For example, for both short and long production runs, it may be desirable to produce a low cost, very lightweight foam mandrel outside of which the fiber reinforcing materials and matrix resins are positioned. Low cost epoxy resin tooling may be used to produce a mold suitable for the injection of a rigid or semi-rigid low density polyurethane foam to form the mandrel. In like manner, a steam-heated or hot air-heated mold may be utilized to form a mandrel from expandable beads of thermoplastic such as expandable polystyrene, expandable polyethylene, or expandable polypropylene. Due to the light weight of these mandrels, they may be left within the seat frame, resulting in very little weight penalty. In higher production runs, or where even the small additional weight of a foam mandrel is critical to the application, a removable mandrel around which the fiber reinforcement and matrix resins are positioned may be utilized, this mandrel being removed upon completion of the structure. Such removable mandrels may be removed before impregnation of the fibrous reinforcement with the matrix resin or afterwards. In the latter case, the mandrel is frequently coated with a mold release material. A foam mandrel is shown across sections 2a--2a, 2b--2b, and 2c--2c of FIG. 2.

In one preferred embodiment, illustrated by reference to FIG. 4, the mandrel 27 is molded such that at the opposing ends thereof, metal tubes 29 are molded integral with the foam 19 or later slipped over the foam. The metal tubes contain mounting holes 6, 8 as in other embodiments, but offer increased resistance to failure at these locations. The fiber reinforcement is then woven around both the foam and metal portions of the mandrel.

The lower portions of the opposing ends of the frame, i.e. those portions which comprise carbon fibers, can be formed by cutting a suitable length of carbon fiber braid material (a "sock"), and slipping it over the fiberglass braid on the mandrel. The carbon fiber braid may overlap the fiberglass braid completely along the length of the former, or there may be just sufficient overlap to allow for the production of an integral structure. Complete overlap is desired.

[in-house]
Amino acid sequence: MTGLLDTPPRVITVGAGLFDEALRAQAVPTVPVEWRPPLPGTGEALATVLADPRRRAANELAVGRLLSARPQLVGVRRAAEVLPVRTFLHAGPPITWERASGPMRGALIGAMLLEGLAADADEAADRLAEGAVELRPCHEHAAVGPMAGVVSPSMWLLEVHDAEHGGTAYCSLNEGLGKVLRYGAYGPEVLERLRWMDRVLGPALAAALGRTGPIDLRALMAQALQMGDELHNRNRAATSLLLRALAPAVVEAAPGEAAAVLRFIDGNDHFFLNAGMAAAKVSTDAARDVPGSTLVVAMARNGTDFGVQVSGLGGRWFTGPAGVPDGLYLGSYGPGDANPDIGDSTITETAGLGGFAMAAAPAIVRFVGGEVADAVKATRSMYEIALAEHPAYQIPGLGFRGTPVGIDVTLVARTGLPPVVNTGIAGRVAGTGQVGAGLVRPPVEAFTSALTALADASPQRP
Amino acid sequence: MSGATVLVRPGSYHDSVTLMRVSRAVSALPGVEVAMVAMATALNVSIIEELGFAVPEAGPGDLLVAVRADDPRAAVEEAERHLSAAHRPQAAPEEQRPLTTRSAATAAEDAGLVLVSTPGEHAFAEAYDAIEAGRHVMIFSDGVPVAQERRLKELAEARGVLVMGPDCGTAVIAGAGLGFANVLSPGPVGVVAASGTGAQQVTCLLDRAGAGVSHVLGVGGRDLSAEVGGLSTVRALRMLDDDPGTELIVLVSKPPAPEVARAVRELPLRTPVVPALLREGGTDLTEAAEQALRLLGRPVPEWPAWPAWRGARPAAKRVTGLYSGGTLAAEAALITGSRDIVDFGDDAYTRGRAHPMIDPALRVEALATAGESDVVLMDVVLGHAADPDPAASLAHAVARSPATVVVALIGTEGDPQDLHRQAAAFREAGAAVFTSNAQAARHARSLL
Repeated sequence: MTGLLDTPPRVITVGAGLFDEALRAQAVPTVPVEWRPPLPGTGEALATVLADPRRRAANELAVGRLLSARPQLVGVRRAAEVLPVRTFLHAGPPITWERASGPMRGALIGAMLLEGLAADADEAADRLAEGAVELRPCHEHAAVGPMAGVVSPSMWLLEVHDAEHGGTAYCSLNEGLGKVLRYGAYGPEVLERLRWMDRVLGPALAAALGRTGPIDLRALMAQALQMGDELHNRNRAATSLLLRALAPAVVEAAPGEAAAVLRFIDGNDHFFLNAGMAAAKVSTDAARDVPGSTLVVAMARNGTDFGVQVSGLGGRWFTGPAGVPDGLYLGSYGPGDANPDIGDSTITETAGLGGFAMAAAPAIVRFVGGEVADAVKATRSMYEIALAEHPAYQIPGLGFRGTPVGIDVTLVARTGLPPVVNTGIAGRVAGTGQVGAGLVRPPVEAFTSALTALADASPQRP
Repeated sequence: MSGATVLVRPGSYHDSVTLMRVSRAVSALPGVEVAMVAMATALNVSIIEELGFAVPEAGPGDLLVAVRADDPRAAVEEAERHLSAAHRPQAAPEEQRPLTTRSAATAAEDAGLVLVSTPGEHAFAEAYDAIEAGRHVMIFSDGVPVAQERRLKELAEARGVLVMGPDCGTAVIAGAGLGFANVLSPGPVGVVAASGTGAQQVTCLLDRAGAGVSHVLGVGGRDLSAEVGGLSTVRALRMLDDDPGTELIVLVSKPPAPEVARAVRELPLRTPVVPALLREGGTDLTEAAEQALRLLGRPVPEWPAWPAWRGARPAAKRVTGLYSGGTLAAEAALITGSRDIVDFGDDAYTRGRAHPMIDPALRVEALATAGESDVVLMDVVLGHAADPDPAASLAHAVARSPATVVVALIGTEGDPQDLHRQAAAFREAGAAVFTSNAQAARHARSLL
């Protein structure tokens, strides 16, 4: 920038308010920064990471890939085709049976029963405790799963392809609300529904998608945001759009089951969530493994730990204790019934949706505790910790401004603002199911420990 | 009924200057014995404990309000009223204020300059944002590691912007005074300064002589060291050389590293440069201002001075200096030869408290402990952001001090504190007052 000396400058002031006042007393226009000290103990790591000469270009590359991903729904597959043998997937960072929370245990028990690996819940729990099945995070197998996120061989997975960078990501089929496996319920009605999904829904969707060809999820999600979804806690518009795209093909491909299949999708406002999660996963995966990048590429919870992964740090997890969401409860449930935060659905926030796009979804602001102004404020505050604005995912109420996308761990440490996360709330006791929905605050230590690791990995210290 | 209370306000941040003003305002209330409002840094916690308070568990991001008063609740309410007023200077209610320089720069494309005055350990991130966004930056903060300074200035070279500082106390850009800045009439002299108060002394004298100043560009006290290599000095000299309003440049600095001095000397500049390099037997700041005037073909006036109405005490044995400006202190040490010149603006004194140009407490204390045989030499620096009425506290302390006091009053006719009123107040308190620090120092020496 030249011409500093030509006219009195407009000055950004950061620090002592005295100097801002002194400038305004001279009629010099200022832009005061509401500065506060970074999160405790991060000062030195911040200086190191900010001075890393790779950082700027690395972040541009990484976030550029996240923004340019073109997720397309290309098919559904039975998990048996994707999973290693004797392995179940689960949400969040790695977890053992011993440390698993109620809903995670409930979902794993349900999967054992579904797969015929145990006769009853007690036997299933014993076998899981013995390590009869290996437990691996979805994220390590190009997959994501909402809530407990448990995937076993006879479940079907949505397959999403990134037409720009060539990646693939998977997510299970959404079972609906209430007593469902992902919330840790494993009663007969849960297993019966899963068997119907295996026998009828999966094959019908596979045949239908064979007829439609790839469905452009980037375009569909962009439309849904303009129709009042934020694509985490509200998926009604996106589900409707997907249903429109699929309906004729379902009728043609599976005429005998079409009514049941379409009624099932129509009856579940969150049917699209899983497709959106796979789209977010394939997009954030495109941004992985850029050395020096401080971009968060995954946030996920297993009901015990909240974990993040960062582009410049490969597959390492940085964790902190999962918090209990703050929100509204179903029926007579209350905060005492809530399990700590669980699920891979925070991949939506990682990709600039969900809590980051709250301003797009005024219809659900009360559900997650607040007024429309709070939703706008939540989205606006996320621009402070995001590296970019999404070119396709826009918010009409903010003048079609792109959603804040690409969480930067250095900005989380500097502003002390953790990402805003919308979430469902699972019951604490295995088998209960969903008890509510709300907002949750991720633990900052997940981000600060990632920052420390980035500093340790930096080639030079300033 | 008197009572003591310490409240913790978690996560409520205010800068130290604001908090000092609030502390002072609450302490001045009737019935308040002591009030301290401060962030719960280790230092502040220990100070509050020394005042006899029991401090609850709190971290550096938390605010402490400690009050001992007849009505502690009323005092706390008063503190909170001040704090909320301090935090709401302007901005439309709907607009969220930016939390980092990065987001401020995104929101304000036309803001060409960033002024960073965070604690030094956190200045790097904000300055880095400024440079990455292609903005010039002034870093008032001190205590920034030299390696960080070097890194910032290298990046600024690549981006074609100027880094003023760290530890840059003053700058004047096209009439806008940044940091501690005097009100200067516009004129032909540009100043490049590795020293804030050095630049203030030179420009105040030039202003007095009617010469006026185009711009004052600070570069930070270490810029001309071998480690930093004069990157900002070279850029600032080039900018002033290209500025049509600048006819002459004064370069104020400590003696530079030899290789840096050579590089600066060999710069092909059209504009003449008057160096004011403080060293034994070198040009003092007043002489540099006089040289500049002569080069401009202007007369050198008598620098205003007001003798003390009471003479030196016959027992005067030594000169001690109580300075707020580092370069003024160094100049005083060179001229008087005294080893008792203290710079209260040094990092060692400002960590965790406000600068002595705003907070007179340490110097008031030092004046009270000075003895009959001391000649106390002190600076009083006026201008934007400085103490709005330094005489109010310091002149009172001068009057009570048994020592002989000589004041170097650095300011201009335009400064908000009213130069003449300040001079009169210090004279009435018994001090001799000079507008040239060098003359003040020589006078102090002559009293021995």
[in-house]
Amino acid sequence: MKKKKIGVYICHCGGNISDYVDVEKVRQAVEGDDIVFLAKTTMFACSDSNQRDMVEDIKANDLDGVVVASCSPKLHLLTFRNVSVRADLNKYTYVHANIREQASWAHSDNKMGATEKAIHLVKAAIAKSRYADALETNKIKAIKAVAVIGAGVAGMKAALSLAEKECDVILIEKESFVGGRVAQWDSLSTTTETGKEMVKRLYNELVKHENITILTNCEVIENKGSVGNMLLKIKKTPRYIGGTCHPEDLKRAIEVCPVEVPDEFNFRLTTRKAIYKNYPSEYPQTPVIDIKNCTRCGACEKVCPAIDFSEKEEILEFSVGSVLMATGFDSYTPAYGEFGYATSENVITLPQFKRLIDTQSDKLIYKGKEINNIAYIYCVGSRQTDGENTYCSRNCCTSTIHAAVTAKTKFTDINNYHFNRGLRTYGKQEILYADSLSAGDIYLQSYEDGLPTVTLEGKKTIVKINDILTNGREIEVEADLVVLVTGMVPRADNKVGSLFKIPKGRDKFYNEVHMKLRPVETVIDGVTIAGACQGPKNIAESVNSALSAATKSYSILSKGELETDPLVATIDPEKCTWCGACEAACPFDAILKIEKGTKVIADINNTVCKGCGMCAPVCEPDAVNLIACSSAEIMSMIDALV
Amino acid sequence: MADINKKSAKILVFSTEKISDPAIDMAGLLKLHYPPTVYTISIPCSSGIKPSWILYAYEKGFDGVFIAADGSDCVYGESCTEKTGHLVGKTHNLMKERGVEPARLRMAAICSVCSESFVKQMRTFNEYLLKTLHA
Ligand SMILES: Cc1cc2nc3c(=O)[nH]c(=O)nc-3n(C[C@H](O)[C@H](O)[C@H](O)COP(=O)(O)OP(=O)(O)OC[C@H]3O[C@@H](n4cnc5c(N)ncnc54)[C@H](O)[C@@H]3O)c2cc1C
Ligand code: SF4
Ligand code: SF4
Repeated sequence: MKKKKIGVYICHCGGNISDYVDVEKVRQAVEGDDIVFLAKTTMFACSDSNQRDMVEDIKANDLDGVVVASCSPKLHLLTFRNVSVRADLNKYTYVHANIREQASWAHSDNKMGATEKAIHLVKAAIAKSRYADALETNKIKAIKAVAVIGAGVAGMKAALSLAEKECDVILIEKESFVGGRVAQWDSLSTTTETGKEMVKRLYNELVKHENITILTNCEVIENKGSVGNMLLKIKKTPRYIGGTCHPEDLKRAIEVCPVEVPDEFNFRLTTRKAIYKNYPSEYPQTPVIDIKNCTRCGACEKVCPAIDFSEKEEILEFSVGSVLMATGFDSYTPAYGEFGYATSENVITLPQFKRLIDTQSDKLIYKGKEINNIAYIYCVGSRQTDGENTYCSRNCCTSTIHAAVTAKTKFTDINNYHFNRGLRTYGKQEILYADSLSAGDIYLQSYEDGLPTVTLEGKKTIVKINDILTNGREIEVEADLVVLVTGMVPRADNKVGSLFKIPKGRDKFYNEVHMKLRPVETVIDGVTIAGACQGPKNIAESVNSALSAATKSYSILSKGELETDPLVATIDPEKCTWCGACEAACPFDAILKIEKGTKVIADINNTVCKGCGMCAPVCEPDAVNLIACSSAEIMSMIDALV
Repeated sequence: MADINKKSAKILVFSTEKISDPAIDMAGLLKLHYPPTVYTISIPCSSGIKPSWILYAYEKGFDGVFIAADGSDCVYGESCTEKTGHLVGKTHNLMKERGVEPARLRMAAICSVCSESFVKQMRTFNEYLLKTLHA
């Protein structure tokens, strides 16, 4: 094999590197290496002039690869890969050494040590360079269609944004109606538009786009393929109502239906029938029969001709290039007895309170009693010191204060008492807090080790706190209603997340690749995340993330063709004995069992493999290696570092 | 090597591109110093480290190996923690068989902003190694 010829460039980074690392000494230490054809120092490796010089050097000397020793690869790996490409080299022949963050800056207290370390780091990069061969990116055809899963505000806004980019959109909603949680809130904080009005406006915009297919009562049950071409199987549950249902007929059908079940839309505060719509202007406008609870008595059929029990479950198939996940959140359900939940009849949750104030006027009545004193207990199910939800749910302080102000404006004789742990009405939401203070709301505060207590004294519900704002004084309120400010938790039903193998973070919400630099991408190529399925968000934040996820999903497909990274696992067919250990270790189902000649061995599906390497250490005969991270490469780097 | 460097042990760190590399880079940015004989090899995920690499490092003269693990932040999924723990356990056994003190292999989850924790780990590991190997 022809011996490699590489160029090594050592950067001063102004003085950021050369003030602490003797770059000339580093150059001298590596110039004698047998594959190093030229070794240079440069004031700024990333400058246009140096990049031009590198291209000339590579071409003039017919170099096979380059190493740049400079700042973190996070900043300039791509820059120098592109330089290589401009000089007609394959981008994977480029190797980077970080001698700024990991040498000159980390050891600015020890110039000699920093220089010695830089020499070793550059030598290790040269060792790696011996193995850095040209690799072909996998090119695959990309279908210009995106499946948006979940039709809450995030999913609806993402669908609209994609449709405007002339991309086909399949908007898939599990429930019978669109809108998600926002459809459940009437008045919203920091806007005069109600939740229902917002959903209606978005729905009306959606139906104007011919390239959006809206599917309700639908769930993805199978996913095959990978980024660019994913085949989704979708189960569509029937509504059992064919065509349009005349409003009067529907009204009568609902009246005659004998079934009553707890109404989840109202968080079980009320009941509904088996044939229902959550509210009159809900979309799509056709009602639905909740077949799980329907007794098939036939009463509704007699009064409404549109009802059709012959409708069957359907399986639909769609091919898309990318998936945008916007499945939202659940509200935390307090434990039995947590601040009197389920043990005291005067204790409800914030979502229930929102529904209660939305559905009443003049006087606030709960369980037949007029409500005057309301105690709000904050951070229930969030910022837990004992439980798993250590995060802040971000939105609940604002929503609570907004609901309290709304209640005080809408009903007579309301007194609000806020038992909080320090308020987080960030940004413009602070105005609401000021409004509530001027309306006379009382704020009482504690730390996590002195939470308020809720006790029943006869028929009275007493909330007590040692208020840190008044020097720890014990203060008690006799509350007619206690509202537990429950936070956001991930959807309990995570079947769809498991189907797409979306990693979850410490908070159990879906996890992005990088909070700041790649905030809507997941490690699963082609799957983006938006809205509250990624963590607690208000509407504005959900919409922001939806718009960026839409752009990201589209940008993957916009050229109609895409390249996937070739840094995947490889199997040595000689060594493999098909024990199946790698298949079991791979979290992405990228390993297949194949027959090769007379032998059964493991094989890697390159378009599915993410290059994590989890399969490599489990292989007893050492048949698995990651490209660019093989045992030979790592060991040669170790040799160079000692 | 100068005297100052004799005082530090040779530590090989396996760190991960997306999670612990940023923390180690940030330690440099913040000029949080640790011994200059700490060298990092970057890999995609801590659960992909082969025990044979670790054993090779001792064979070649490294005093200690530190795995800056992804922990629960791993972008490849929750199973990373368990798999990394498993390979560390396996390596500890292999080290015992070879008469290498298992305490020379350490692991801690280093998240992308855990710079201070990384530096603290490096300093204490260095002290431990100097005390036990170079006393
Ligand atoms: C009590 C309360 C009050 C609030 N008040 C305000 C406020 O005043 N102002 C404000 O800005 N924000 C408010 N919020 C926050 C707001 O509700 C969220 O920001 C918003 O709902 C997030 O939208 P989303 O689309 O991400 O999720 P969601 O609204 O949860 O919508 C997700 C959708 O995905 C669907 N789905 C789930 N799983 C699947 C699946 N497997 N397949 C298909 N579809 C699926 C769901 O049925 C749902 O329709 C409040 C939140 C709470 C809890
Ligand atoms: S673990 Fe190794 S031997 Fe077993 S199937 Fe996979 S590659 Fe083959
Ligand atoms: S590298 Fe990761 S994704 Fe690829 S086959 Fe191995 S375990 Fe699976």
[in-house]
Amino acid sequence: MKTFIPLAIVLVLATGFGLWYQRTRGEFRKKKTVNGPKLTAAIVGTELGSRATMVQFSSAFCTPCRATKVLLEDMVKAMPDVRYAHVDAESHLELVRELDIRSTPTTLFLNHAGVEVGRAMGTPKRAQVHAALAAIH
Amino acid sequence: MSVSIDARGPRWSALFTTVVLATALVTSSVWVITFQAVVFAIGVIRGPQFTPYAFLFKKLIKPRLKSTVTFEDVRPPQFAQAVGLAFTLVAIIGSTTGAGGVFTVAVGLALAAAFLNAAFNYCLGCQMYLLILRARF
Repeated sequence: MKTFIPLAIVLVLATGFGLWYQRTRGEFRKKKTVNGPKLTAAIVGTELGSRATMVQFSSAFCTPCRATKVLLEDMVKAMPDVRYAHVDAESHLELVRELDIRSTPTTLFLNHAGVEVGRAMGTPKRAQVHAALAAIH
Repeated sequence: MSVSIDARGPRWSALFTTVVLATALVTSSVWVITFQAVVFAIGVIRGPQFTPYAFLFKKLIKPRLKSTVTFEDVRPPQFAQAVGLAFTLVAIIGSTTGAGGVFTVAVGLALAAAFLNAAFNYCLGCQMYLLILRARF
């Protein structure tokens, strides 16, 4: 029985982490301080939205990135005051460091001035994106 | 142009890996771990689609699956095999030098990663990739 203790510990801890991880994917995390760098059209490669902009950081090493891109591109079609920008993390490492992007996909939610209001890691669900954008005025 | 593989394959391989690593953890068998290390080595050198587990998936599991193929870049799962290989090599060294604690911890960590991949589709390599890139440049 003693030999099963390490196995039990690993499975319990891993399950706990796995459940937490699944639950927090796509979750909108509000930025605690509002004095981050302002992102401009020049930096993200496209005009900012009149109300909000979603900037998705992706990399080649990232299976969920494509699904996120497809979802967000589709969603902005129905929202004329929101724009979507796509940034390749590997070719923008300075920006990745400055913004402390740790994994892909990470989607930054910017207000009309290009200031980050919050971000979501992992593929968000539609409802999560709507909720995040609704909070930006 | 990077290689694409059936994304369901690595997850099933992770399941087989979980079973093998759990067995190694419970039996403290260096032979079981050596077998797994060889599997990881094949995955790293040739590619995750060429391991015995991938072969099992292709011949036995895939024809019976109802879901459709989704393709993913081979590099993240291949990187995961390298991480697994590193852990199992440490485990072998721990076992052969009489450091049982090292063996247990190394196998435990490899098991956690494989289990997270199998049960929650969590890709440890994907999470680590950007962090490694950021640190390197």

The foam mandrel with surrounding fiberglass and carbon fiber braids and any embedded pivot bushings, attachment bushings or other hardware, and the like, may then be inserted into a mold, and curable resin injected into the mold, wetting out the fibers, and providing upon cure, a finished composite glass and carbon reinforced structure.

Preferably, the woven reinforcement of the composite seat back frame is produced by multi-dimensional weaving techniques. In these techniques, a three-dimensional weaving or braiding machine is coupled with computer control to carefully adjust the spacing of reinforcing fiber yarns or tows in order to minimize fiber poor and fiber rich zones during the preparation of complex shapes. Thus, utilizing this technique of weaving (braiding) optimum composite properties may be achieved. Multiaxial braiding may be illustrated by U.S. Pat. Nos. 5,540,260; 5,490,602; and 5,127,443, which are herein incorporated by reference.

As with many other rather complex manufacturing processes, use of three-dimensional weaving machines adds fixed cost in the nature of computer programming to adjust the fiber weave appropriately. This fixed cost is relatively low when spread across a moderate to large size production run, but can be exorbitant when applied to one-off or other small production run quantities. In addition to preventing fiber rich and fiber starved zones in the reinforcing fiber surrounding the mandrel, three-dimensional weaving technique may also be used to alter the nature of the weave to increase strength properties in given directions. A variety of 0°, 30°, 45°, 90°, etc. fiber directions can be manipulated during the weaving process to produce tubular structures with the necessary strength characteristics to withstand the stresses likely to be encountered during service. For example, in portions where bending stress substantially orthogonal to the frame of the seat back is likely to be encountered, a higher concentration of 45° weave components may be utilized, whereas in areas where tensile strength in the plane of the seat back is required, additional 0° weave components may be inserted so as to provide greater tensile strength in this direction.